5. Where is the difference between the standard and the lite versions of VM1/VMX?
The lite versions (discontinued) shipped with a reduced set of accessories. Their control units offered cardiod and omni patterns and had a phase reverse switch, whereas those of the standard versions can be set variably to all patterns between omni and figure of eight and have a 10dB pad. The standard versions also ship with different suspensions (BMS1 instead of BMS2) and come with a pop screen.

The microphones themselves are identical in both standard and lite versions. We do not use sub-standard goods! All our microphones meet up to the same high level of requirements and guarantee high end and high tech perfection "Made in Germany". Should you have a lite version, be sure it is still being fully supported by Brauner now and in the future.


6. Why aren't there any frequency response diagrams published on the Brauner website?
Unbound from the old paradigm that followed mainly technicals ideals, which we fulfill where it is neccessary and makes sense, first and foremost we like to follow our own perception - We think a microphone is ultimately made to be the first and most important link in the recording chain. A chain used to create content to unfold before the listener with the greatest possible impact.

Of course, frequency response diagrams give information on some of the microphone's behavior in regards to its individual response according to the measured frequency range. But as we develope and manufacture microphones not mainly from a technical point of view but rather put an emphasis on the more important as more direct human perception of sound, we do not think of frequency response diagrams to explain a microphone's tonal character sufficiently enough. Other usefull scientific information we would consider relevant (e.g. the time response characteristics) is not expressed in these diagrams.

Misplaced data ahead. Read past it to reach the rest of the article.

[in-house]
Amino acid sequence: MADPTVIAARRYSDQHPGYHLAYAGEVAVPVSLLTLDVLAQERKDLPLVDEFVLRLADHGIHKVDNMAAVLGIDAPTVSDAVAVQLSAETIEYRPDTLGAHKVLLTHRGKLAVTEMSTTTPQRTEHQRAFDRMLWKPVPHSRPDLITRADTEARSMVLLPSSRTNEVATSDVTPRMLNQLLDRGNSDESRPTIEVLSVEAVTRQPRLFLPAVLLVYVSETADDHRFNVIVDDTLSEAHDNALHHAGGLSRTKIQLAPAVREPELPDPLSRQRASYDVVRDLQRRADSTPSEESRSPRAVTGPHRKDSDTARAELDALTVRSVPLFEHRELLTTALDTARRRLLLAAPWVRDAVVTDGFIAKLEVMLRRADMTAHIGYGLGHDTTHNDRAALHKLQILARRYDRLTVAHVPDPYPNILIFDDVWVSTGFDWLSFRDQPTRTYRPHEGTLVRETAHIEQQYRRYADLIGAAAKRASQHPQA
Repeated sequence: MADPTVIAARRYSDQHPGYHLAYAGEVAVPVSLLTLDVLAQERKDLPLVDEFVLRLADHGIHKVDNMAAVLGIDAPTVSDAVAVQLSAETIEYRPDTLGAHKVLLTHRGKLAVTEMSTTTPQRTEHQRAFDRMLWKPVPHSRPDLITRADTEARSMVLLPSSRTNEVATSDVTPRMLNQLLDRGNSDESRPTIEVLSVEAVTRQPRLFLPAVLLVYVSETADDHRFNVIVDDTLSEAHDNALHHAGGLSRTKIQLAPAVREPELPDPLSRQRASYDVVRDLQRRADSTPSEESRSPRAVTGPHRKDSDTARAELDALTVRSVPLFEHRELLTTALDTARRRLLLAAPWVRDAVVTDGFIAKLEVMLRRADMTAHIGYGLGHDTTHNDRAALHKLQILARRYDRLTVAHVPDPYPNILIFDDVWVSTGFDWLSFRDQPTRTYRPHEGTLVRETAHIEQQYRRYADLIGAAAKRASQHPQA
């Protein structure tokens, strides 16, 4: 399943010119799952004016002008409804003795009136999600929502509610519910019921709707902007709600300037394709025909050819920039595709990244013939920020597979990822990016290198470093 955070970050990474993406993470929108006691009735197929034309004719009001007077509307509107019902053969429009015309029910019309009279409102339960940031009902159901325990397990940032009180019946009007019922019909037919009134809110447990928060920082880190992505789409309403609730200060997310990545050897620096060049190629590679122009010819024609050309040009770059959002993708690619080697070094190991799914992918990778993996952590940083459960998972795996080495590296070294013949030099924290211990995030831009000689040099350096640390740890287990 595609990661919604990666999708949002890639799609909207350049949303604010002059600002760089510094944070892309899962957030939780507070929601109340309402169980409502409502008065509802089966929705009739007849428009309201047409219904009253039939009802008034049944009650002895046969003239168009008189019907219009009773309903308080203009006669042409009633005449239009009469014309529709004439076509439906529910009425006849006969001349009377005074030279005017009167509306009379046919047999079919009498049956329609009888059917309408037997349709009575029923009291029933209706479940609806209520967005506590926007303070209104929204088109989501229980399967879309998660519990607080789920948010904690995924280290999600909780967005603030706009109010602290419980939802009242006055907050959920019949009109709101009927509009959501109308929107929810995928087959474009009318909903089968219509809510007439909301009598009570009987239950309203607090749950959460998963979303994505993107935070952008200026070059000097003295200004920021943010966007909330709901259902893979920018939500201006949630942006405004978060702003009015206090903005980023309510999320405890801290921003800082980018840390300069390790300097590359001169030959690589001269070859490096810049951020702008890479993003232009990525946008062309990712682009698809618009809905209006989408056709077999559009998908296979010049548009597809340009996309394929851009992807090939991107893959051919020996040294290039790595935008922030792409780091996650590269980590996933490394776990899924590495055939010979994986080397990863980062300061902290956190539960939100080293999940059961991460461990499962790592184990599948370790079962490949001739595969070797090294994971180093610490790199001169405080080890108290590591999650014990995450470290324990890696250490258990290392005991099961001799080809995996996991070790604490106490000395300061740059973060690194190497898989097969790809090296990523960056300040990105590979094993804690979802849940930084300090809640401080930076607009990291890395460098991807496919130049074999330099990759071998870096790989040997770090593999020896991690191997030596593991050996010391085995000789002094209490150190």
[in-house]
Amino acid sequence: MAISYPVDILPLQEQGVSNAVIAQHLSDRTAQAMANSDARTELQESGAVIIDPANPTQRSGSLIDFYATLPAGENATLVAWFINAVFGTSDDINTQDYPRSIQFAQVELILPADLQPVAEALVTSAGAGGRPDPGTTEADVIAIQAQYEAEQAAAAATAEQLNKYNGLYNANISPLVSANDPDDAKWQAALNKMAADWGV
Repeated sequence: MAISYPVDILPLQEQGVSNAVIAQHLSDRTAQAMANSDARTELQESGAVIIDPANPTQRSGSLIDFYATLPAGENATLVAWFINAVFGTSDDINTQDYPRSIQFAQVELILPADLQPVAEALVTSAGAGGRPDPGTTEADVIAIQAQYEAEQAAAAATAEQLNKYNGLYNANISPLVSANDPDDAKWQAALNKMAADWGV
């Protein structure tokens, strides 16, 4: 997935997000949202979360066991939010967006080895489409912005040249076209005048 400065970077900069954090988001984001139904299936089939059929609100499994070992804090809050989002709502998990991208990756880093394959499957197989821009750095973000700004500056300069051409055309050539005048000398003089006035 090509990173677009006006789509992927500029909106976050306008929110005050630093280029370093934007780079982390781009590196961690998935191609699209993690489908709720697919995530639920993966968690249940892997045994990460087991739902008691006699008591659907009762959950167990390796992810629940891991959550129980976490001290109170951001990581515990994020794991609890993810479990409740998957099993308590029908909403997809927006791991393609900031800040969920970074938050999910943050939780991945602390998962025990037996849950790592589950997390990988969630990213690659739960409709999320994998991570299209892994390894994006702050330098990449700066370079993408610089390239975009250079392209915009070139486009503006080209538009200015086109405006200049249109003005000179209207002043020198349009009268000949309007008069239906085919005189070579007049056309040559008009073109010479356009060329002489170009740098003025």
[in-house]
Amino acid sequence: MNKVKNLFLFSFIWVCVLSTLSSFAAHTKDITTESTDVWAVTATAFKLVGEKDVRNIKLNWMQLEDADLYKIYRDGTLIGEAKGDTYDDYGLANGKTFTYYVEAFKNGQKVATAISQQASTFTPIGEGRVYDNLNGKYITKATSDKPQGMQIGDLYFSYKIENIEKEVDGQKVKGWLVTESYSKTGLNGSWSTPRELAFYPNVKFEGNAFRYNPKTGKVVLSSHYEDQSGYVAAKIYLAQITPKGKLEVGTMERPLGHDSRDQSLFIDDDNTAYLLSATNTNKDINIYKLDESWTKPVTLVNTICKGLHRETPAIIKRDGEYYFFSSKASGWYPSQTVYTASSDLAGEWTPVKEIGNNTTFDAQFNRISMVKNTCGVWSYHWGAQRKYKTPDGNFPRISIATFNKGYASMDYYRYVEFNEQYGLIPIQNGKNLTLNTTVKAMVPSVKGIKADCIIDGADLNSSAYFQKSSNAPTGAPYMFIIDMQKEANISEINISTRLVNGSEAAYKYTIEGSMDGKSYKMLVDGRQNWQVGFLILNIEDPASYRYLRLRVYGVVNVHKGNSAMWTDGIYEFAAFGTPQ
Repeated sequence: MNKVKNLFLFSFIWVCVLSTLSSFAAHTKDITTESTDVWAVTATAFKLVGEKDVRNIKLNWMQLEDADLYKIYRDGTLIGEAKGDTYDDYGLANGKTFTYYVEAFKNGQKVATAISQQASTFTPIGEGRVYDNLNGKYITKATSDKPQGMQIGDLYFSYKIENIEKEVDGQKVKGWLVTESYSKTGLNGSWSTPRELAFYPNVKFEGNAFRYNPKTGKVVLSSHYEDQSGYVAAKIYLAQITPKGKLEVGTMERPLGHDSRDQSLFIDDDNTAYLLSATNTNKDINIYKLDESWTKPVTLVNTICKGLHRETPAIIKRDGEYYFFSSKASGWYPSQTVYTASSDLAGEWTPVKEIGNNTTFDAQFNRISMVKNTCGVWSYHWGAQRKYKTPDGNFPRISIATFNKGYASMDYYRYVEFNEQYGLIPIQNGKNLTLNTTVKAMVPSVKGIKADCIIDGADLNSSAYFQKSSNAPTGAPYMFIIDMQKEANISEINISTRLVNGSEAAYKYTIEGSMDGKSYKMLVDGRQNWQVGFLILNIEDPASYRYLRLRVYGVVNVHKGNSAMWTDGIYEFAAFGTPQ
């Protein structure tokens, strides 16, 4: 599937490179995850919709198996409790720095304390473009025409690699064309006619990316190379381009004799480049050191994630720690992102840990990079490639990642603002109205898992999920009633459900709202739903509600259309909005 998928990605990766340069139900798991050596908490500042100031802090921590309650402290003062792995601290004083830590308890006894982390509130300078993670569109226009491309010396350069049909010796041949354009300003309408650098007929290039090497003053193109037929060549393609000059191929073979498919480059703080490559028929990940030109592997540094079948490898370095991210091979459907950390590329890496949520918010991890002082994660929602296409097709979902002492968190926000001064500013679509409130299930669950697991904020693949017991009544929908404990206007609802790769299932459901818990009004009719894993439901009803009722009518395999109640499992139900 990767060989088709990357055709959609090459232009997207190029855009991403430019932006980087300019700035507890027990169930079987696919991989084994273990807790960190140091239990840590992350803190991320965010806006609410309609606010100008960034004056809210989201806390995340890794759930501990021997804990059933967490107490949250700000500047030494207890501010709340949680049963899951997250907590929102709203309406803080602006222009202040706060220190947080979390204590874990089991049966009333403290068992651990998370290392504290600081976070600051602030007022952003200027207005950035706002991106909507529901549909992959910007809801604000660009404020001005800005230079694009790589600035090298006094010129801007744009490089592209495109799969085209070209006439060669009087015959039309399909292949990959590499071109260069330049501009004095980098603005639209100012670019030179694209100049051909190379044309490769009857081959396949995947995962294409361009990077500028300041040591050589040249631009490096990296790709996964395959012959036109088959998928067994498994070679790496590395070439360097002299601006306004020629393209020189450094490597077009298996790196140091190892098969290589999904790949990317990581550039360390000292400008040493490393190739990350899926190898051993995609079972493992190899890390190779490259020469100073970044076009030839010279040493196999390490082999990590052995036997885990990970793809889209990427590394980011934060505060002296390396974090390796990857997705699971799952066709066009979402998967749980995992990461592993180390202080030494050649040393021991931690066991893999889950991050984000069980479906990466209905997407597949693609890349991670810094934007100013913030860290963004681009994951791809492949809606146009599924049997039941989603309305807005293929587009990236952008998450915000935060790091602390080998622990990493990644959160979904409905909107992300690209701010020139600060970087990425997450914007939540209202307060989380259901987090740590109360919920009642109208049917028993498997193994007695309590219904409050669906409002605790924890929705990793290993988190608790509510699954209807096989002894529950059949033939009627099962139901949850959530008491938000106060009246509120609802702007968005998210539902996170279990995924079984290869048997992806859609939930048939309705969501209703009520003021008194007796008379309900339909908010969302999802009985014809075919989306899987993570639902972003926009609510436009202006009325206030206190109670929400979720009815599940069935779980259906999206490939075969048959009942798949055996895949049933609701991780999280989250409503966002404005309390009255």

For this reason Brauner Microphones has decided to go down the road to develop their own very unique scientific measuring technique allowing our engineers and physicists to dissect the heard information into many different measuring systems which complement and interact with each other. This will give us the possibility to comprehend in great detail some of the secrets of human hearing incorporating its demands and quality aspects and to get closer to it using analytic measuring technology from within this perspective. This a fascinating and also very own way.

In principle a smoothed frequency response diagram looks about the same for all large diaphragm microphones anyway, due to the characteristic of a large diaphragm. The high frequency boost you see in the diagram results from the stasis of airpressure in front of the diaphragm. So even if all large diaphragm microphones have this measured high frequency boost: Is it always audible as well? - As you might know it is not!
So what information does a frequency response diagram really give us in hand? A dB value of level corresponding to a frequency sweep, but no authoritive standard to express the perceived value of loudness of a real life signal!

Do it like us! Don't rely on smoothed frequency response diagrams too much. Listen and judge with your ears!